Common Names: The Aspirin Plant, Tree of enchantment, Witches Aspirin, Sough tree, Withy
Botanical Name: Salix spp. (s. alba and S. nigra)
Plant Family: Salicaceae, Willow Family
Parts Used: Bark (sometimes leaves)
Actions: febrifuge, anti-inflammatory, analgesic, digestive, diuretic, astringent, vermifuge
Habitat: Willow is a riparian plant. It grows near streams, creeks, rivers, lakes, fresh water environments. Since Washington is so wet, you will find willow growing along hedges and in fields, yet it is a telling sign that there is significant water in that area. Willow can be known as a “promiscuous” plant, there are over 400 different species and the tree easily cross pollinates. You can find these trees in most northern latitudes. There are about 90 species in the Pacific Northwest.
Collection: Willow bark is gathered in the spring and fall. You will know by testing a small bit of branch to see if the outer bark is “slipping” (you’ll know when you try to peel the outer bark off…it’s quite easy when its ready). Its best to harvest the properly pruned branches or the canes.
The Song of the Willow Fairy
By the peaceful stream or the shady pool
I dip my leaves in the water cool.
Over the water I lean all day,
Where the sticklebacks and minnows play.
I dance, I dance, when the breezes blow,
And dip my toes in the stream below.
“The Complete Book of the Flower Fairies”
Cicely Mary Barker
A Substitute for Aspirin?
Willow has been used for thousands of years. Various species (containing similar properties) have been used in China, Europe and by the native peoples of North America.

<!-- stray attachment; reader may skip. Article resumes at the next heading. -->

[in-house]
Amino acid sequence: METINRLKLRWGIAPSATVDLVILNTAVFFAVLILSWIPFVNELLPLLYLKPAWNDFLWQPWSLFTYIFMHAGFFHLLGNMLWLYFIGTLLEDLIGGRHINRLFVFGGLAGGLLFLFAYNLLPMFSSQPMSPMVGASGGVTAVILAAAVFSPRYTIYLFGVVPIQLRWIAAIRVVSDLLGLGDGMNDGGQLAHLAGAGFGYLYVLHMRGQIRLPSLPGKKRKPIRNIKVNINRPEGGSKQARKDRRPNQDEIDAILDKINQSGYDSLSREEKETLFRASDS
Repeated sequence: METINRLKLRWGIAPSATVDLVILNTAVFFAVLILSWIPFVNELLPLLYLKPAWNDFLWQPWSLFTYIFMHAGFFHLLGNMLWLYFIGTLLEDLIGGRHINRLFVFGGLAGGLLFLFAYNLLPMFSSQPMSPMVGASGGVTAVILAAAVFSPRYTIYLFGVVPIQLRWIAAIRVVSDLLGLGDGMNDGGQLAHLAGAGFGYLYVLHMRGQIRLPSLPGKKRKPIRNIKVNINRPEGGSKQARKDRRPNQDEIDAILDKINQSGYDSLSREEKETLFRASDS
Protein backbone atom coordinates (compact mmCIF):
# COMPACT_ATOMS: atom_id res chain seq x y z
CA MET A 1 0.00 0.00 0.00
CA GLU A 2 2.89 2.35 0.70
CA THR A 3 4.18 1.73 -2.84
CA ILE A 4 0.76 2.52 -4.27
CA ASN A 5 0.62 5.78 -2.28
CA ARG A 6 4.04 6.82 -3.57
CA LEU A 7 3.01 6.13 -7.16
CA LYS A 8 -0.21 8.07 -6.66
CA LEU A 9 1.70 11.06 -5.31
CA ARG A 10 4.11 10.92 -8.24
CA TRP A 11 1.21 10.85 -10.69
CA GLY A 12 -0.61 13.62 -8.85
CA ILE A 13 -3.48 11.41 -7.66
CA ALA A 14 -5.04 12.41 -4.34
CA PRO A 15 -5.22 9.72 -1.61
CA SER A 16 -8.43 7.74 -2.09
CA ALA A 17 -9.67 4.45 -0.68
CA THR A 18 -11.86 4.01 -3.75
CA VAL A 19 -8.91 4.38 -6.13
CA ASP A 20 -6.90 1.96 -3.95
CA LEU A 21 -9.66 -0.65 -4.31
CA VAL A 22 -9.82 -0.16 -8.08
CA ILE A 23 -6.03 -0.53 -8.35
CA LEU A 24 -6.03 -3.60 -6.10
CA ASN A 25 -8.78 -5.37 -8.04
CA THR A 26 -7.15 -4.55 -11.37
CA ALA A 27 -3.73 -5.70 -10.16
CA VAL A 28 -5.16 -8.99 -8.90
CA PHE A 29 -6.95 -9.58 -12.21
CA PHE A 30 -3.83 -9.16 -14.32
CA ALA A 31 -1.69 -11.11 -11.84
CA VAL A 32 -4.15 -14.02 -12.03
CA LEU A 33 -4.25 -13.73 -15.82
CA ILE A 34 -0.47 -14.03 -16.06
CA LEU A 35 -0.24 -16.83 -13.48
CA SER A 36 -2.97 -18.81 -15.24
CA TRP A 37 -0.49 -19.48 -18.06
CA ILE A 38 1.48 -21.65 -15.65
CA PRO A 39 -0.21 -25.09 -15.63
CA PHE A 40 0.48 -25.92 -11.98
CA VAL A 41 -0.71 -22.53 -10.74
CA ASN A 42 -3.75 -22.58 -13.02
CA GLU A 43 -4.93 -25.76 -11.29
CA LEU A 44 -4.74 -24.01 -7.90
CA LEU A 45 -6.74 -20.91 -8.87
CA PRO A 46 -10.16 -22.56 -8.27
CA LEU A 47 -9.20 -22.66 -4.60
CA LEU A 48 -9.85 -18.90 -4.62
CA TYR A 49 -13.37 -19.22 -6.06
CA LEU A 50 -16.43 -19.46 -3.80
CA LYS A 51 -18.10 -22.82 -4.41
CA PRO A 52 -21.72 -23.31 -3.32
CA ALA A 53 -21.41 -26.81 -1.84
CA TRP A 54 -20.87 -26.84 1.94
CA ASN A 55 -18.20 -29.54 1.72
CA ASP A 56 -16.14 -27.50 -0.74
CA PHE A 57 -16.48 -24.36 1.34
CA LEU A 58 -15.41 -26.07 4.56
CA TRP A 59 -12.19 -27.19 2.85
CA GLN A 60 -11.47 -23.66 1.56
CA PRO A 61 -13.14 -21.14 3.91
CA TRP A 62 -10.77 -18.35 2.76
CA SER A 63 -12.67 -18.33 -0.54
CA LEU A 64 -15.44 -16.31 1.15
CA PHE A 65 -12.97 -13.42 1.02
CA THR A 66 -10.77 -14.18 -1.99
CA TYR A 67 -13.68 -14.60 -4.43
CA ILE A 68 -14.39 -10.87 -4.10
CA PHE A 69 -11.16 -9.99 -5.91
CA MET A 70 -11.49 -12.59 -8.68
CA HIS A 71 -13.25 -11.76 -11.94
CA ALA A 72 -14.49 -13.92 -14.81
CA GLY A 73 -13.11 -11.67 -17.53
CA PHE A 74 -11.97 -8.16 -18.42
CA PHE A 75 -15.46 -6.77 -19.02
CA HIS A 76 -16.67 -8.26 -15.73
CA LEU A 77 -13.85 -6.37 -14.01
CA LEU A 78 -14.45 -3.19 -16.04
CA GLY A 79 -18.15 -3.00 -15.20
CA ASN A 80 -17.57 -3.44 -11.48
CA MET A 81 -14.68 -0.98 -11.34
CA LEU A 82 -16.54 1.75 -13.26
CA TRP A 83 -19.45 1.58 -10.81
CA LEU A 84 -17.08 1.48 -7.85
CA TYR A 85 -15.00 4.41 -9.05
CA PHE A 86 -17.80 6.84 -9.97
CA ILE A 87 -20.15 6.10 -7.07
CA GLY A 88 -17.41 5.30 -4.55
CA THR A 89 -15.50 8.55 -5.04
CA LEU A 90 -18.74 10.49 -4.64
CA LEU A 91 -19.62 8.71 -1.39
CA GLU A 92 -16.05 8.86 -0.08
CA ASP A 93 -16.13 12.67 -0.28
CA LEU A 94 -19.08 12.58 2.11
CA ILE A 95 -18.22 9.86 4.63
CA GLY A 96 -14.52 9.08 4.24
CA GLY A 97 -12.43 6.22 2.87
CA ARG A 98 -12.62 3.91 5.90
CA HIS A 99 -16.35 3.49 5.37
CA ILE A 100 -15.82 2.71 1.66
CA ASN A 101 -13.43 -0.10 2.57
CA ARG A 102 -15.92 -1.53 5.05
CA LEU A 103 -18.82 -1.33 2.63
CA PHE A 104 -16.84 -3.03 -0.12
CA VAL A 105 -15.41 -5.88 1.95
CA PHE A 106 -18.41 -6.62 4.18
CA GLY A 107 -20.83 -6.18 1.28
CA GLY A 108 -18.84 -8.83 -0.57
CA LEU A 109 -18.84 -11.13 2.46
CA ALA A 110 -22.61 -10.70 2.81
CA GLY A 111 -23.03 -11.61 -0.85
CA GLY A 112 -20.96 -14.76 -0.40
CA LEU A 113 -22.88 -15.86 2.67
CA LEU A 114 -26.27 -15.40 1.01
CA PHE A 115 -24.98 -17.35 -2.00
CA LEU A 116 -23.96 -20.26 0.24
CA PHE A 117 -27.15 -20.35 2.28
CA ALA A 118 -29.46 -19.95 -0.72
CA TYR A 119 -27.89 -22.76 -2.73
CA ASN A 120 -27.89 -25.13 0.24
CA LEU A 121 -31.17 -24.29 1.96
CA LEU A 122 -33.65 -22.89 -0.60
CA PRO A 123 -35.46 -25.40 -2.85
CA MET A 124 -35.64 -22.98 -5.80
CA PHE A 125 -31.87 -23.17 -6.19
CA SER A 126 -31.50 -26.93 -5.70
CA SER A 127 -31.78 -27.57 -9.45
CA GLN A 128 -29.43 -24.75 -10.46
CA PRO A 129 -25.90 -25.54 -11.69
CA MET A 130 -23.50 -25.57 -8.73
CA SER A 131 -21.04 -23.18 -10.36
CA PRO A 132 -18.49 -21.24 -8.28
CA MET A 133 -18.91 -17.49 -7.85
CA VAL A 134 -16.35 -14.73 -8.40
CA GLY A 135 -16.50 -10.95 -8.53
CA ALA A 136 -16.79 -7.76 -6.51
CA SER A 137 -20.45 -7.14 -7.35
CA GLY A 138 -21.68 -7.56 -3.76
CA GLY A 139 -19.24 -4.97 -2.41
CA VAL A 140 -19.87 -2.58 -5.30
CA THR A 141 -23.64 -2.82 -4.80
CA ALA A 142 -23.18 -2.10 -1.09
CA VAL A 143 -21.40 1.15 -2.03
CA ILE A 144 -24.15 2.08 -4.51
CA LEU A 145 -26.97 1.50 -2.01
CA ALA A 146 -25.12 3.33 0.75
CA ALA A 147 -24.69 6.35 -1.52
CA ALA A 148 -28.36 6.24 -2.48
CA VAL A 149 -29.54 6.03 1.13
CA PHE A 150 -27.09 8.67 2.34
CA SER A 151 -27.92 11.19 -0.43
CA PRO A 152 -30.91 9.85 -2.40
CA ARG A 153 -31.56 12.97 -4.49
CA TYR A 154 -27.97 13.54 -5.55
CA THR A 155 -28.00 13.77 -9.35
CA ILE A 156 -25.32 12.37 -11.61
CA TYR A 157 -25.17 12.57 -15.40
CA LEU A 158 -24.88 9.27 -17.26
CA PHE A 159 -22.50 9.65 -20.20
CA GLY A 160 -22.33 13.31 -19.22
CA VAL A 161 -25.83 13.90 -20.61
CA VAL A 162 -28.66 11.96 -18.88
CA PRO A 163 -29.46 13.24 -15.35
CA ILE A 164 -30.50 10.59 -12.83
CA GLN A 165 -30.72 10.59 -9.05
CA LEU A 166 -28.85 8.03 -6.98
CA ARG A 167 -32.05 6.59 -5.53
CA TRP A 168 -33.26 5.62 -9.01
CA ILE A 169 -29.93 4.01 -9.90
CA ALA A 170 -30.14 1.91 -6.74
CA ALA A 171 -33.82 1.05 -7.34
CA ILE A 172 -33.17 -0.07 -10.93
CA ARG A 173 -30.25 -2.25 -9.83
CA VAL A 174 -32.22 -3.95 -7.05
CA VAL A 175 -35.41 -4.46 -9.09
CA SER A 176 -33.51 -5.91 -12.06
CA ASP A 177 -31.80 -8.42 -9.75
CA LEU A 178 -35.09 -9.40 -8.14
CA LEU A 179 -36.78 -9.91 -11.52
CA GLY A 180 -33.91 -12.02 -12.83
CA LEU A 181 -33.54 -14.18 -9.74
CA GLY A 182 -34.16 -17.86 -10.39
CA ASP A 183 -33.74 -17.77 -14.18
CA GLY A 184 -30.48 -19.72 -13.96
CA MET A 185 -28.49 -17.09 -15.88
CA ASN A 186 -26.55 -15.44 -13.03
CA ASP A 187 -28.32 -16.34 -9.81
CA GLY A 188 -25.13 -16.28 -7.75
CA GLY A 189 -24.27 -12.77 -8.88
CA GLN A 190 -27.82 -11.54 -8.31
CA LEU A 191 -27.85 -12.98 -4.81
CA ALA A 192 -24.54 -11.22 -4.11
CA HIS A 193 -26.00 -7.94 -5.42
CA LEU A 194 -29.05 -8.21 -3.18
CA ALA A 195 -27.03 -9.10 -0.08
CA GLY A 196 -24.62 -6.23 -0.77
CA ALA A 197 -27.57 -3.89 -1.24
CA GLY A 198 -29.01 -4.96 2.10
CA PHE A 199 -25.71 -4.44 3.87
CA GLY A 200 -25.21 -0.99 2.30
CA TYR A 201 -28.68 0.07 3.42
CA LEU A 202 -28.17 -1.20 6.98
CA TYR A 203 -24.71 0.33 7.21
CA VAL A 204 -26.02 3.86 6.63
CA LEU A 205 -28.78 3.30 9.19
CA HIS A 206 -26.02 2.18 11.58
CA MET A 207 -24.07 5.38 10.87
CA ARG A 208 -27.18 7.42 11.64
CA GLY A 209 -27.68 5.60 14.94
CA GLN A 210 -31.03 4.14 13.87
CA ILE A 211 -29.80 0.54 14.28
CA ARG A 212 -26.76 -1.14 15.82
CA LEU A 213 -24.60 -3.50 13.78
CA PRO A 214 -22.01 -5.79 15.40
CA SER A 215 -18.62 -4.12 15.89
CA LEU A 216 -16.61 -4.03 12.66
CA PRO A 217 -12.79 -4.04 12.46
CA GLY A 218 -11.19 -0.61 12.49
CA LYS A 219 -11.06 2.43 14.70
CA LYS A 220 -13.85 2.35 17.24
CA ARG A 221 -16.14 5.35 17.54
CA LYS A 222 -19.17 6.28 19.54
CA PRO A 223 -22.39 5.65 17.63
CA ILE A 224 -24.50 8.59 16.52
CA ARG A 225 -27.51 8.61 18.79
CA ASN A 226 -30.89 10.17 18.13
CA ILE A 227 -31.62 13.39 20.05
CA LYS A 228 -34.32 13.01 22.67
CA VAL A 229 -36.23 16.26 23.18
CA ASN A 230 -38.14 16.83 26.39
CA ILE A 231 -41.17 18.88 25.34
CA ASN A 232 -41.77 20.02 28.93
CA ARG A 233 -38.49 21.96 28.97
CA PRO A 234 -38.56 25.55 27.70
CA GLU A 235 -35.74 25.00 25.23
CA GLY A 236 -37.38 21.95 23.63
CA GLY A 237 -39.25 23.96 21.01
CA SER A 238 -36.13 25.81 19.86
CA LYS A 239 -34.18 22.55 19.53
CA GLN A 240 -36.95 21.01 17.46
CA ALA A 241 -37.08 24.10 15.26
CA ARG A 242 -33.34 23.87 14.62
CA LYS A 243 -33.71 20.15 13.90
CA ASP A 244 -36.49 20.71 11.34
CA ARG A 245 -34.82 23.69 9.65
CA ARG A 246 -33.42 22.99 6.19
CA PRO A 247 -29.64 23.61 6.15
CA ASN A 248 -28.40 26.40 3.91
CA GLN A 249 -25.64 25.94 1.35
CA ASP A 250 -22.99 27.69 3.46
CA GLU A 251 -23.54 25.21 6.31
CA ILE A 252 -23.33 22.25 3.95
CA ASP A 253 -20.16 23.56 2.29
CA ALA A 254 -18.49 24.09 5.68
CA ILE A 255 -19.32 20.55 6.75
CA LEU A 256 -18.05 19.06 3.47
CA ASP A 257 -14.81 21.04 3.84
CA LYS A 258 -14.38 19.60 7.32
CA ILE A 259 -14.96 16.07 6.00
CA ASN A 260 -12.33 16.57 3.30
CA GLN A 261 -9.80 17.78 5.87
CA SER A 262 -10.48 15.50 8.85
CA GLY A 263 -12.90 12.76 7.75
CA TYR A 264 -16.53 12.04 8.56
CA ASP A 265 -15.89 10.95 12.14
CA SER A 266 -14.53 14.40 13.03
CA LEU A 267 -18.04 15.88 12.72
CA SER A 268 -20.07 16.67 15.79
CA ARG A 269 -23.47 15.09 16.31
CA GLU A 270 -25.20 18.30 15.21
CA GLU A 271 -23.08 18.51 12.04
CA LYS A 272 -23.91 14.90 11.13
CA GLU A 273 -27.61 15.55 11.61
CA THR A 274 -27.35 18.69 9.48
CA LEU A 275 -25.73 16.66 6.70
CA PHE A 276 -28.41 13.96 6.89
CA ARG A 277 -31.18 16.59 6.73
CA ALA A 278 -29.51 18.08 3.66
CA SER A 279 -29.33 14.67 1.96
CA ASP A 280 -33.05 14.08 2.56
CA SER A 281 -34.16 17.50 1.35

In 1900 the extract of the sacilic acid found in Willow was combined with acetyl chloride to become Aspirin; a top selling western pharmaceutical drug.
Willow’s main ingredients are glycosides salicin and salicorton. According to herbalist, Paul Bergner these two active ingredients combine and convert into salicylic acid once it reaches the intestines and liver. Hence, Willow passes the digestive tract (avoiding acidic induced ulcerations) and slowly releases salicylic acid. It may not be as strong as Aspirin due to this slow going time-release taking place beyond the digestive tract, but over the course of time you will feel the longer effect of this different metabolism of Willow.
Willow helps with musculoskeletal pain (muscle spasms, back pain, strains, rheumatory arthritis and gout) as well as digestive and urinary tract pain (chronic diarrhea, worms, U.T. I’s). The fresh bark is bitter and astringent (filled with Tannins), hence it tones the body, reducing swelling in areas of inflammation. Sore mouth or gums? Sore throat? Willow can help reduce inflammation by taking it internally as a tincture, tea/gargle or honey (no more than one ounce/ day) or taking a bath with the bark.
A cool and drying herb, Willow can help reduce the pain that arises from a “damp & heat” headache associated with the gastrointestinal tract. If you are one to get constant migraines, Willow might not have the immediate effects that you are looking for. However, if headaches are uncommon for you and you get struck with a lightly painful headache, consider taking Willow tincture instead of Aspirin.
Traditionally Willow is an herbal ally for fevers. When a person has a high fever and feels hot, Willow is antipyretic and can be a relaxing diaphoretic (helping a person sweat and cool down). Leaves of Willow have been used as a tea for fever.
Plant Preparations: Tincture, Tea/Decoction, Honey, Elixr, Oil
Featured Herb: Willow by Rosalee de la Forêt
300 Herbs; Their Indications & Contraindications by Matthew Alfs
Plants of the Pacific Northwest Coast by Pojar and Mackinnon
Herbalpedia: White Willow by The Herb Growing & Marketing Network (Maureen Rogers)
Cedar Mountain Herb School with Susan
Medicinal Plants of the Mountain West by Michael Moore